My affairs were in this happy train, when one of Don Caesar's under servants brought me such a piece of news, as gave an ague to my raptures. This lad was one of those inquisitive inmates who apply either an ear or an eye to every keyhole in a house. As he paid his court constantly to me, and served up some fresh piece of scandal every day, he came to tell me one morning that he had made a pleasant discovery; and that he had no objection to letting me into the fun, on condition that I would not blab: because Dame Lorenza Sephora was the theme of the joke, and he was afraid of becoming obnoxious to her resentment and revenge. I was too much interested in coming at the story he had to tell, not to swear myself into discretion through thick and thin; but it was necessary that my motive should seem curiosity and not personal concern, so that I asked him, with an air of as much indifference as I could put on, what was this mighty discovery about which he made such a piece of work. Lorenza, whispered he, smuggles the surgeon of the village every evening into her apartment: he is a tight vessel, well armed and manned; and the pirate generally stays pretty long upon his cruise. I do not mean to say, added he, with supercilious candour but that all this may be perfectly innocent on both sides, but you cannot help admitting, that where a young man does insinuate himself slily into a girl's bedchamber he takes better care of his own pleasure than of her reputation.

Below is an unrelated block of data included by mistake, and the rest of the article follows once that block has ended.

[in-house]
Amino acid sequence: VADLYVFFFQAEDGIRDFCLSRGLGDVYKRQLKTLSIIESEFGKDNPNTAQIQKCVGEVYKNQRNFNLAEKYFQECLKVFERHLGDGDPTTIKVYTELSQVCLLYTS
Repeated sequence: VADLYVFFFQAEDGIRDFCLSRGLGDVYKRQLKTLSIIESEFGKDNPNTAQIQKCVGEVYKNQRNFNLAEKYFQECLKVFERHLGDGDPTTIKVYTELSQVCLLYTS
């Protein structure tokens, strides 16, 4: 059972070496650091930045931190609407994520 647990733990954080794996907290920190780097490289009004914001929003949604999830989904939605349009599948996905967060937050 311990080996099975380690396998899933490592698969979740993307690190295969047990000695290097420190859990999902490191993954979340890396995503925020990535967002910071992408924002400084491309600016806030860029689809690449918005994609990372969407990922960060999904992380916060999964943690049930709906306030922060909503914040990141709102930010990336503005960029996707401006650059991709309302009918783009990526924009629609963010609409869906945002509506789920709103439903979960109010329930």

Though this tale gave me as much uneasiness as if I had been verily and romantically in love, I had too much sense to let him know it; but so far stifled my feelings as to laugh heartily at a story which struck at the very life of all my hopes. But when no witnesses were by, I made myself full amends for having gulped down my rising indignation. I blustered and stormed; muttered blessings on them the wrong way, and swore outright: but all this without coming nearer to a decision on my own conduct. At one time, holding Lorenza in utter contempt, it was my good pleasure to give her up altogether, without condescending so far as to come to any explanation with the coquette. At an other time, laying it down as a principle, that my honour was concerned in making the surgeon an example to all intriguers, I spirited up my courage to call him out. Thus dangerous valour prevailed over safe indifference. At the approach of evening I placed myself in ambuscade; and sure enough the gentleman did slink into the temple of my Vesta, with a fear of being found out that spoke rather unfavourably for the purity of his designs. Nothing short of this could have kept my rage alive against the chilliness of the night air. I immediately quitted the precincts of the castle, and posted myself on the high road, where the gay deceiver was sure to be intercepted on his return. I waited for him with my fighting spirits on the full boil: my impatience increased with the lapse of time, till Mars and Bellona seemed to inhabit my frame, and enlarge it beyond human dimensions. At length my antagonist came in sight. I took a few strides, such as bully Mars or Bellona might have taken; but I do not know how the devil it came to pass, my courage went further off as my body came nearer; my frame was contracted within somewhat less than its human dimensions, and my heart felt exactly like the heart of a coward. The hearts of Homer's heroes felt exactly the same, when the dastardly dogs were not backed by a supernatural drawcansir! In short, I was just as much out of my element as ever Paris was, when he pitted himself against Menelaus in single combat. I began taking measure of this operator in love, war, and anatomy. He appeared to be large limbed and well knit, with a sword by his side of a most abominable length. All this made me consider, that the better part of valour is discretion: nevertheless, whether from the superiority of mind over the nervous system in a case of honour, or from whatever other cause, though the danger grew bigger as the distance diminished, and in spite of nature, which pleaded obstinately that honour is a mere scutcheon, and can neither set a leg nor take away the grief of a wound, I mustered up boldness enough to march forward towards the surgeon sword in hand.